The Lost Gate is the story of Danny North, a descendent of two of the greatest mages who has shown no power or skill of his own. He lives on a compound in Virginia with his extended family, separated from the rest of the world. After all, the world doesnít know that mages exist - or that there used to be a Great Gate from Earth to a place called Westil, where mages would draw their power from.
Since Loki the trickster closed all the gates centuries ago, the mages have lived in exile on Earth, trying to plot a return to Westil in order to gain an advantage over everyone else. However, the only people who can reestablish that connection to Westil through a Great Gate are killed before they have a chance. Gatemages are too dangerous to exist. When Danny realizes that the reasons his powers havenít manifested is because he is a gatemage, his entire life changes in a flash.
Orson Scott Card has created a magical world that exists in parallel to our own in The Lost Gate. Life as we know it goes on, oblivious to the mage wars and the fact that what the mages want most is to grasp more power for themselves in order to subjugate humanity. Thrust into the middle of this struggle is Danny. On one hand, he has little loyalty to his family because they have treated him so poorly over the course of the years. On the other, he knows that he is valuable, and that if he manages to stay alive, he holds the power of worlds in his hands. The mythology of The Lost Gate is excellent; Card creates a rich and vibrant world with a fascinating history that readers will be eager to explore.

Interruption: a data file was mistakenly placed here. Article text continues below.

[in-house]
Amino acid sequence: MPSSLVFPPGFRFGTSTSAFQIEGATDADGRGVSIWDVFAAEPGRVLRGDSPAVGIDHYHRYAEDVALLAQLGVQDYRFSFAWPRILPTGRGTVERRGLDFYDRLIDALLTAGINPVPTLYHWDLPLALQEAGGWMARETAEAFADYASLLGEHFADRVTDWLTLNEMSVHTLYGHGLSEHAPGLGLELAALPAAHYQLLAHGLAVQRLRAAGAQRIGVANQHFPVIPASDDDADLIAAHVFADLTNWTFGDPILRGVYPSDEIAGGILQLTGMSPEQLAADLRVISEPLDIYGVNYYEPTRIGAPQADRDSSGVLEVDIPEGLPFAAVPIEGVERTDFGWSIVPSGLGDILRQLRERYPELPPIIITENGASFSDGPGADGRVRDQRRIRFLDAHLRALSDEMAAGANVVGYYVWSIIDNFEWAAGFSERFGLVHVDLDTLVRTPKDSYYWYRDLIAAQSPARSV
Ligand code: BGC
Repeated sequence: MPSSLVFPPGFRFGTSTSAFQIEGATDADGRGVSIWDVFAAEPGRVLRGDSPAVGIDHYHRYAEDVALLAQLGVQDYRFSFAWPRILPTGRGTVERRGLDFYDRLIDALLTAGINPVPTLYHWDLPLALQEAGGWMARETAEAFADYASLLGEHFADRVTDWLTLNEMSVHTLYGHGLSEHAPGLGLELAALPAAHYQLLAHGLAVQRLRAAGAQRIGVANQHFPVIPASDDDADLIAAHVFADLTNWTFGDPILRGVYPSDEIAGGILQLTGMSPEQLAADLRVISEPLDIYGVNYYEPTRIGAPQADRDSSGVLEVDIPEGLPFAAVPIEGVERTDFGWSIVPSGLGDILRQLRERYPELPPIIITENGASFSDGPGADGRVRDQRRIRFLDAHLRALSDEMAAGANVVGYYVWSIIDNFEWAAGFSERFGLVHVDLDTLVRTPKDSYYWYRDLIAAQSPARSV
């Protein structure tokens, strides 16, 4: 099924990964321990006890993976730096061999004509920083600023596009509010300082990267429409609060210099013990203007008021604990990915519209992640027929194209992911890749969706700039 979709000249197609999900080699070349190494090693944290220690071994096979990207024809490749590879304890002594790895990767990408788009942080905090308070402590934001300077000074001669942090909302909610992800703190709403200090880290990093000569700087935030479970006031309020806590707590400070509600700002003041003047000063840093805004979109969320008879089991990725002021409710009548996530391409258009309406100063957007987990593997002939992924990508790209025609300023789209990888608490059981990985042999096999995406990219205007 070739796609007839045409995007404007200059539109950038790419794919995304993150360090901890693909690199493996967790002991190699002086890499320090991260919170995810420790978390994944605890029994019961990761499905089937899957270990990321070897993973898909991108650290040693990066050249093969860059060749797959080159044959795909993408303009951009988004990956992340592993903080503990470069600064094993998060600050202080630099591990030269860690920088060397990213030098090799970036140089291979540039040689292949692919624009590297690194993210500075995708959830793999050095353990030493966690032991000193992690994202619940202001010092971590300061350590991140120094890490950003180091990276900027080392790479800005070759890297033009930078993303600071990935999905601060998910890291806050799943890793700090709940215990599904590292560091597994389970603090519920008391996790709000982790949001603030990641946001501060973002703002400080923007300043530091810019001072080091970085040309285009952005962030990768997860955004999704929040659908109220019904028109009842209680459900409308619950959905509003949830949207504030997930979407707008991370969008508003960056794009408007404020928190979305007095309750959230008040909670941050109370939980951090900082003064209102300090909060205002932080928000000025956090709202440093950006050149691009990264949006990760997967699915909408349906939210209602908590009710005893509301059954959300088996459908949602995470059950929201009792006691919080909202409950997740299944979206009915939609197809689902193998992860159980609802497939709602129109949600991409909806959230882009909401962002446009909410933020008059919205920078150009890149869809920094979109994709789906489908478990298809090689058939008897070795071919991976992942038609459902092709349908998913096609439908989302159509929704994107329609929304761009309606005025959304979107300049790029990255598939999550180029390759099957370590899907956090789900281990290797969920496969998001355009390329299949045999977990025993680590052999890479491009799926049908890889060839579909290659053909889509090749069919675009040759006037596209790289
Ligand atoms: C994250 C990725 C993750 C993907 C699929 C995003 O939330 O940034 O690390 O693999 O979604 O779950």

Adult readers may find Danny a bit frustrating at the beginning of the book. He is just a child, after all, and thrust into a situation he doesnít understand. He responds to everything through tricks and takes little seriously. He doesnít realize the extent of his powers and refuses to consider how important they are, instead taking on a friend who drags him down and resorts to petty crime because it makes him feel powerful. Over the course of the novel, however, Danny begins to realize what is important and curbs his childish behavior.
If you are looking for a solid fantasy novel and have never read anything by Orson Scott Card, The Lost Gate is definitely a good place to start. Itís not too heavy or technical and provides a fun reading experience. The length will also be agreeable to those who arenít too well versed in the fantasy genre. Enderís Game fans, however, may find The Lost Gate lacking. The story is a little too whimsical at times and doesnít take itself seriously enough, given the gravity of the situations in which Danny finds himself. If you have little to compare it to, though, youíll likely enjoy this book.
The Lost Gate is an interesting start to the Mither Mages series and ets the groundwork for what will be a game-changing sequel. Though the book is slow at times, it is nonetheless an engaging read that both fantasy and non-fantasy fans will appreciate.